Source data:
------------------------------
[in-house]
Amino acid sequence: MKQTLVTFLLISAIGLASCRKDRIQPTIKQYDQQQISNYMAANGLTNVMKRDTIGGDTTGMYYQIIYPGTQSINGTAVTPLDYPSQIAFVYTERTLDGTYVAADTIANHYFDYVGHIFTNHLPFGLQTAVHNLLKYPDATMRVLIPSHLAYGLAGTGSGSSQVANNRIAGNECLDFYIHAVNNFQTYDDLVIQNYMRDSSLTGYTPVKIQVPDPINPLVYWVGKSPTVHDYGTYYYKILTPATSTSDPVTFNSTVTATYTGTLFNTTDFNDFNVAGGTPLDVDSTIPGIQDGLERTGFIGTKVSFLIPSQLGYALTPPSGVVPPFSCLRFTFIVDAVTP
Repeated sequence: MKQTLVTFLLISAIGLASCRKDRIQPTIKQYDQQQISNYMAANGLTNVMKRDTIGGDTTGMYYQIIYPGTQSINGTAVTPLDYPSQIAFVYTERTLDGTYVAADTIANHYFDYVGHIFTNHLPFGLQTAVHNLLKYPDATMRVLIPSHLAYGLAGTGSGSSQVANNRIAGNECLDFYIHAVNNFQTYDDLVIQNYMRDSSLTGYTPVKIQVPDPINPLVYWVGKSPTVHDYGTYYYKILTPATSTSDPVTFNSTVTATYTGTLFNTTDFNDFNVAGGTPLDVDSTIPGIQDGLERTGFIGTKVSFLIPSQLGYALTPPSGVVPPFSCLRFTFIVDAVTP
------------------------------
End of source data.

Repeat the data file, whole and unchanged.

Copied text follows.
[in-house]
Amino acid sequence: MKQTLVTFLLISAIGLASCRKDRIQPTIKQYDQQQISNYMAANGLTNVMKRDTIGGDTTGMYYQIIYPGTQSINGTAVTPLDYPSQIAFVYTERTLDGTYVAADTIANHYFDYVGHIFTNHLPFGLQTAVHNLLKYPDATMRVLIPSHLAYGLAGTGSGSSQVANNRIAGNECLDFYIHAVNNFQTYDDLVIQNYMRDSSLTGYTPVKIQVPDPINPLVYWVGKSPTVHDYGTYYYKILTPATSTSDPVTFNSTVTATYTGTLFNTTDFNDFNVAGGTPLDVDSTIPGIQDGLERTGFIGTKVSFLIPSQLGYALTPPSGVVPPFSCLRFTFIVDAVTP
Repeated sequence: MKQTLVTFLLISAIGLASCRKDRIQPTIKQYDQQQISNYMAANGLTNVMKRDTIGGDTTGMYYQIIYPGTQSINGTAVTPLDYPSQIAFVYTERTLDGTYVAADTIANHYFDYVGHIFTNHLPFGLQTAVHNLLKYPDATMRVLIPSHLAYGLAGTGSGSSQVANNRIAGNECLDFYIHAVNNFQTYDDLVIQNYMRDSSLTGYTPVKIQVPDPINPLVYWVGKSPTVHDYGTYYYKILTPATSTSDPVTFNSTVTATYTGTLFNTTDFNDFNVAGGTPLDVDSTIPGIQDGLERTGFIGTKVSFLIPSQLGYALTPPSGVVPPFSCLRFTFIVDAVTP